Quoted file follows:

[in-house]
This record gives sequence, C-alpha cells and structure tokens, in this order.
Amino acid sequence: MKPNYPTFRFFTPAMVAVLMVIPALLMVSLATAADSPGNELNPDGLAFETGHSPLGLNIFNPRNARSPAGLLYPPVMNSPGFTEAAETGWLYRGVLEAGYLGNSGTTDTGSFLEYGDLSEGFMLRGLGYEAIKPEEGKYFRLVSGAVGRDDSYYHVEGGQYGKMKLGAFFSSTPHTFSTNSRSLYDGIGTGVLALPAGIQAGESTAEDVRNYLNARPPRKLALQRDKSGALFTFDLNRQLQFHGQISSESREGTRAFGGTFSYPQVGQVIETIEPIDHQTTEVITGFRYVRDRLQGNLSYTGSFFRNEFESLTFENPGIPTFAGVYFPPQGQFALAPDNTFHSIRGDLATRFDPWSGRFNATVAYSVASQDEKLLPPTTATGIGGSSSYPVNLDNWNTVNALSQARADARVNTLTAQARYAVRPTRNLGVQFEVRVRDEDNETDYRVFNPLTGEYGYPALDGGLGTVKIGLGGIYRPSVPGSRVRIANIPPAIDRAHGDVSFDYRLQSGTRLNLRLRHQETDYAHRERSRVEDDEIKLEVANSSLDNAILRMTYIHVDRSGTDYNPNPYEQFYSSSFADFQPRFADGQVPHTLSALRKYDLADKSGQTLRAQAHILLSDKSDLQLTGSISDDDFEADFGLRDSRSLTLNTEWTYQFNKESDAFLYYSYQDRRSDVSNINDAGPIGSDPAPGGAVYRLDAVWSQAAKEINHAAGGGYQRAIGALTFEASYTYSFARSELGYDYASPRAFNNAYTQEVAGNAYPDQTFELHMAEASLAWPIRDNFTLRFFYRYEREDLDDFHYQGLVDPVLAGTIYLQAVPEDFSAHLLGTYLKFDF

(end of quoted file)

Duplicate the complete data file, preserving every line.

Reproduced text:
[in-house]
This record gives sequence, C-alpha cells and structure tokens, in this order.
Amino acid sequence: MKPNYPTFRFFTPAMVAVLMVIPALLMVSLATAADSPGNELNPDGLAFETGHSPLGLNIFNPRNARSPAGLLYPPVMNSPGFTEAAETGWLYRGVLEAGYLGNSGTTDTGSFLEYGDLSEGFMLRGLGYEAIKPEEGKYFRLVSGAVGRDDSYYHVEGGQYGKMKLGAFFSSTPHTFSTNSRSLYDGIGTGVLALPAGIQAGESTAEDVRNYLNARPPRKLALQRDKSGALFTFDLNRQLQFHGQISSESREGTRAFGGTFSYPQVGQVIETIEPIDHQTTEVITGFRYVRDRLQGNLSYTGSFFRNEFESLTFENPGIPTFAGVYFPPQGQFALAPDNTFHSIRGDLATRFDPWSGRFNATVAYSVASQDEKLLPPTTATGIGGSSSYPVNLDNWNTVNALSQARADARVNTLTAQARYAVRPTRNLGVQFEVRVRDEDNETDYRVFNPLTGEYGYPALDGGLGTVKIGLGGIYRPSVPGSRVRIANIPPAIDRAHGDVSFDYRLQSGTRLNLRLRHQETDYAHRERSRVEDDEIKLEVANSSLDNAILRMTYIHVDRSGTDYNPNPYEQFYSSSFADFQPRFADGQVPHTLSALRKYDLADKSGQTLRAQAHILLSDKSDLQLTGSISDDDFEADFGLRDSRSLTLNTEWTYQFNKESDAFLYYSYQDRRSDVSNINDAGPIGSDPAPGGAVYRLDAVWSQAAKEINHAAGGGYQRAIGALTFEASYTYSFARSELGYDYASPRAFNNAYTQEVAGNAYPDQTFELHMAEASLAWPIRDNFTLRFFYRYEREDLDDFHYQGLVDPVLAGTIYLQAVPEDFSAHLLGTYLKFDF